The rate of innovation within Cell and Gene Therapy is incredible and will continue to grow at an exponential rate as new methodologies are developed. With the novel techniques, comes new and improved manufacturing procedures for sought after therapies. The use of viral vectors is now a common approach within the sector, but there are still difficulties when scaling up for bioprocessing. An example being a recovery range of 5-30%, a less than optimal result within the manufacturing process.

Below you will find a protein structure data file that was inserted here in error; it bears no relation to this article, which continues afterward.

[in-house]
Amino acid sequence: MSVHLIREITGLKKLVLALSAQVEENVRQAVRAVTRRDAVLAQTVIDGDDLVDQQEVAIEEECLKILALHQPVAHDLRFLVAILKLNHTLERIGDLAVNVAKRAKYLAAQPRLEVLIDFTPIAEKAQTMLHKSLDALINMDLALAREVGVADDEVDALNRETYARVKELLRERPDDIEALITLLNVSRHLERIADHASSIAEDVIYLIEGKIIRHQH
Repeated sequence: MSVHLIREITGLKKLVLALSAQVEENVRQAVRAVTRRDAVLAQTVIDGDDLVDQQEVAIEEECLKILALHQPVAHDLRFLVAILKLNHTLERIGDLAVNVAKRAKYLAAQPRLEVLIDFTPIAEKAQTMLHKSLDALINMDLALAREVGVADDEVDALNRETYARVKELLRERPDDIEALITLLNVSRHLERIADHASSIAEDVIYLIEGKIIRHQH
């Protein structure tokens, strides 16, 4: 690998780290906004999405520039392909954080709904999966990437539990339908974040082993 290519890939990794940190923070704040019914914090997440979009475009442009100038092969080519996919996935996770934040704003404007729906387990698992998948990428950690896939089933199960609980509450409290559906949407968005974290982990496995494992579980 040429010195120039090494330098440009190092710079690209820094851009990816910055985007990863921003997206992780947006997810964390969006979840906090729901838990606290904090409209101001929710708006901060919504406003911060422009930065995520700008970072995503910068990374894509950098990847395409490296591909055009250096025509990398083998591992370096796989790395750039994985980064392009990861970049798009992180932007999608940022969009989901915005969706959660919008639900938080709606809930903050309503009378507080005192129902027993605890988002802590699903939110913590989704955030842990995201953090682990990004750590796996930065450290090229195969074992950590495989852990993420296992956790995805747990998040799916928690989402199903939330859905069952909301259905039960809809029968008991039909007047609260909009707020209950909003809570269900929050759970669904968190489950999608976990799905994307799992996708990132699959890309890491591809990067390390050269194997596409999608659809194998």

When speaking to process development scientists, it is clear the 3 main pain points within their manufacturing and production processes are: low yield, the quality of that yield, and the efficiency of their overall workflow. Increasing the manufacturing capacity, improving the production yields and the improvement of the supply chain logistics, can make these therapies accessible to larger patient populations, all with hopefully a sustainable cost. So, what is the key to improvement in all areas? The answer being the implementation of a high-quality process design and the inclusion of process parameters to ensure robustness and reproducibility at all points within the workflow. Osmolality, a measure of solute concentration, can have many applications throughout the entirety of the cell and gene therapy process. There is now clear evidence to show how the manipulation of this critical process parameter can improve overall outcomes. The study presented here, undertaken by Cell and Gene Therapy Catapult, provides preliminary evidence for impact on overall yield, and quality of the adeno-associated virus 1 (AAV) due to a timed osmolality shift with and without a feeding step.
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